UGA scientist to test viability of European truffles in Georgia

Dec 01, 17 UGA scientist to test viability of European truffles in Georgia

By Julie Jernigan

University of Georgia plant pathologist Tim Brenneman has studied the viability of truffles in the state’s pecan orchards for years. This winter, he will advance his research by introducing the European variety of truffles to Georgia pecan trees.

“With collaborative researchers in Florida and Michigan, we are trying new ways of introducing the fungus to young trees so that all trees have truffles instead of just some of the trees in an orchard,” Brenneman said.

Pecan truffles are expensive, and their incorporation into a pecan orchard represents potential monetary gains for growers, he said.

Native pecan truffles can sell for $200 to $300 per pound in local markets. They are more economically priced than European truffles. Truffles and truffle-related dishes are growing in popularity among chefs.

“We’re just trying to make these native truffles more well-known,” said Brenneman, who conducts his truffle research at the Ponder farm on the UGA Tifton campus. “We also have to find a way to produce them more consistently. Pecans can host the high-value European truffles. If pecan farmers can grow those, then returns from an orchard would be much greater than just the value of pecans alone.”

Four to five years, or more, may elapse before Brenneman sees results from his introduction of truffles to Georgia pecan trees. He discovered pecan truffles in Georgia in the late 1980s and has since been searching for ways to consistently produce them.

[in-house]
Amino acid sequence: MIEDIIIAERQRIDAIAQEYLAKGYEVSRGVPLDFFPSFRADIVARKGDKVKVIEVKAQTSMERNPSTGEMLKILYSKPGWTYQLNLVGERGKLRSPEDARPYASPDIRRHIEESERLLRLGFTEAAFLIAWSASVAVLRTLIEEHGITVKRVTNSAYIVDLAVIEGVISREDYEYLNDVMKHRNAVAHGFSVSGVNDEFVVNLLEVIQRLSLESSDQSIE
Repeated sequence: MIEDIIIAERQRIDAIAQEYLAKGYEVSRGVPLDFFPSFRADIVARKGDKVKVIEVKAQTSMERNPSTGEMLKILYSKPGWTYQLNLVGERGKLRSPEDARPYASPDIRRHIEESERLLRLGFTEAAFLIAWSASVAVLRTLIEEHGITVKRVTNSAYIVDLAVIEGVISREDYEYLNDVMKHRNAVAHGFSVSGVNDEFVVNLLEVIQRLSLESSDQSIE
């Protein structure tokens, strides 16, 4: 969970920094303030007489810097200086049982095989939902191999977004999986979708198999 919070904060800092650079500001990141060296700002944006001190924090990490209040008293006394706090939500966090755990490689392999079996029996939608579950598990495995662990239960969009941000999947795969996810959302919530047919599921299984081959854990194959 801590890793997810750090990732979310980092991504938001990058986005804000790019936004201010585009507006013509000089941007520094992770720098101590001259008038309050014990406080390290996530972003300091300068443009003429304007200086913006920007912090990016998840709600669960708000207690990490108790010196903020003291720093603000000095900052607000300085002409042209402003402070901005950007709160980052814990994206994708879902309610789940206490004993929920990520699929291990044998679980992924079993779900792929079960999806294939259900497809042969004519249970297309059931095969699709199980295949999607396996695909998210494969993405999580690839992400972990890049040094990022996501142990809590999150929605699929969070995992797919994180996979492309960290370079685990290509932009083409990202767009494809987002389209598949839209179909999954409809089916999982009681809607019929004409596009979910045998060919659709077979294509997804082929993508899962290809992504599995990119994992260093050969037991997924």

Group of truffles.

Group of truffles.

The color — various shades of yellow and brown — and seeming invisibility of truffles makes them difficult to harvest. They grow beneath the soil on the roots of pecan trees. Growers often don’t know they have truffles until they dig them up or accidentally find them during harvest. If they do know they have truffles, they might employ a truffle-sniffing dog to find the mature truffles, which exude a very strong, earthy aroma.

Truffles protect the roots of pecan trees against pathogens and increase nutrient uptake. Unlike mushrooms, they are completely enclosed and grow below the ground.  Spores form and drop from little pores, or gills, on the underside of mushrooms and are spread by wind or rain. Truffles, on the other hand, are comprised of an enclosed mass of spores and are designed to be spread by animals, such as mice and wild hogs. These animals smell the strong aroma, dig up the truffles and eat them. The truffle spores are then digested by the animal and are deposited in a new area.

For more information on pecan truffles and Brenneman’s research, visit timbrenneman.org/pecan-truffles.

468 ad